Wade Boggs Had the Worst 4-Hit Game Ever
Wade Boggs may have pounded out 3,010 hits in an 18-year Major League Baseball career, but one of his four-hit nights while working his way to the top was nothing for him to brag about.
The performance in question came in one of the most surreal baseball games ever and while on the field against another future Hall of Fame infielder.
Few MLB hitters could match Wade Boggs
Wade Boggs was a bit slow and not much more than adequate as a third baseman until the back half of his career, but he could hit from the left side of the plate better than just about anyone in the last half of the 20th century. The 12-time All-Star finished his career with a .328 batting average in 2,432 games.
Boggs’ best years at the plate for the Boston Red Sox, where he played his first 11 seasons, included averages of .368, .357, .363, and .366 in four consecutive seasons beginning in 1985. Those accounted for four of his five American League batting titles. He also averaged nearly 108 walks per season in that span.
Boggs retired after the 1999 season with a .415 on-base percentage, which helped him score at least 100 runs in seven straight seasons. He was elected to the Hall of Fame in 2005.
Wade Boggs had one strange night in Pawtucket
Wade Boggs made his Boston Red Sox debut in 1982. One game in his final season in the minors must have made him feel like he’d never reach the major leagues because the contest simply would not end. Boggs played in the longest game in professional baseball history, a 33-inning affair between teams in the Triple-A International League.
The game between the Rochester Red Wings and the host Pawtucket Red Sox began on the night of April 18, 1981, extended far into the early morning hours of April 19, and was concluded on June 23. It dragged on for 8 hours, 25 minutes of time on the field and ended with Pawtucket plating a run in the bottom of the 33rd inning for a 3-2 victory.
The game was tied 1-1 through nine innings, and neither team mounted much offense until Rochester took the lead in the top of the 21st inning. However, Boggs kept the affair alive in the bottom half of the inning well after midnight on Easter morning.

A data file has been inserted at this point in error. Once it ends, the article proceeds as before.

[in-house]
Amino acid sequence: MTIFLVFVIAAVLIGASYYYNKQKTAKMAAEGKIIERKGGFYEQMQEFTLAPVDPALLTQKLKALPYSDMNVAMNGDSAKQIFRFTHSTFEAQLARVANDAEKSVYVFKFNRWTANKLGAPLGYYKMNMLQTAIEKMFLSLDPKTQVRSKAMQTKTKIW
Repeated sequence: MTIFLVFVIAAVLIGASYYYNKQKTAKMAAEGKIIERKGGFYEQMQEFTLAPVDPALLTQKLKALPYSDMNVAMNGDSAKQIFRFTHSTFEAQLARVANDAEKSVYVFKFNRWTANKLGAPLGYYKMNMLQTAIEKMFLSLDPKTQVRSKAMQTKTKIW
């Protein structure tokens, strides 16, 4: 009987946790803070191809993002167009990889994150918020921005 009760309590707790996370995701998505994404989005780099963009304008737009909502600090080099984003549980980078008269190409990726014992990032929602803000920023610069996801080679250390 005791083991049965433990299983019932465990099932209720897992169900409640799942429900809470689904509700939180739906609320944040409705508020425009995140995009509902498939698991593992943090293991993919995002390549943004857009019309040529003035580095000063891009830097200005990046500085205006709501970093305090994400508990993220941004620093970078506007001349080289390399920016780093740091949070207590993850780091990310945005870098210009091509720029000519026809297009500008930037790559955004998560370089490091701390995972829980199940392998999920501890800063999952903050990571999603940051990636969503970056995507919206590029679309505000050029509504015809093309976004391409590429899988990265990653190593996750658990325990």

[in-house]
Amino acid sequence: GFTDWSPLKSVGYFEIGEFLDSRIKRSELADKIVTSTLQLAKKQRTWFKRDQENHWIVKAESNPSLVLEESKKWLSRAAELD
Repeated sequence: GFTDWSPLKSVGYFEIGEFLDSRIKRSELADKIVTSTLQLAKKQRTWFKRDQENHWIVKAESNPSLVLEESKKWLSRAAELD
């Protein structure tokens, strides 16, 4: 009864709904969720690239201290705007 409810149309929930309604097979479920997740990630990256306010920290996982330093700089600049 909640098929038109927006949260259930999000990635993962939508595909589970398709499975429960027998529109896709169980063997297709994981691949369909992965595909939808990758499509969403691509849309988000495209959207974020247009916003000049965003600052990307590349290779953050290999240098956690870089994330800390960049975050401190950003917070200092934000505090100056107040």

“When I doubled in the tying run in the 21st inning, I didn’t know if the guys wanted to hug me or slug me,” Boggs said. “But, being competitors, we did want to win the game.”
With the umpires unable to find any rule dictating that the game should be suspended, scoreless inning after scoreless inning ensued. Finally, someone was able to reach International League president Harold Cooper, who ordered the contest stopped at the completion of the next inning. That came at 4:09 a.m.
A merciful conclusion to the marathon
Wade Boggs went home and went to bed after the game between the Pawtucket Red Sox and Rochester Red Wings was suspended early on Easter morning.
“I remember calling my father the next day and telling him I got four hits,” Boggs said. “He said, ‘That’s great.’ I said, ‘Yeah, but I was up 12 times. We went 32 (innings) last night.'”
Still, he had a better night than another future Hall of Famer. Rochester shortstop Cal Ripken Jr. went 2-for-13 at the plate.
Pawtucket and Rochester were scheduled to play an afternoon game on Sunday. With both benches and pitching staffs depleted, the managers and the league office decided that the suspended game would be resumed during the Red Wings’ next trip to Pawtucket.
That decision proved to be inspired. A strike by players had shut down Major League Baseball and made the June 23 resumption a major national event. A sellout crowd and 140 media members showed up for what proved to be one inning and 18 minutes of work.
Bob Ojeda retired the Red Wings in the top of the 33rd inning. Pawtucket’s Marty Barrett was hit by a pitch, went to third on a single and scored when Dave Koza laced a single off Cliff Speck to end the longest game in pro baseball history.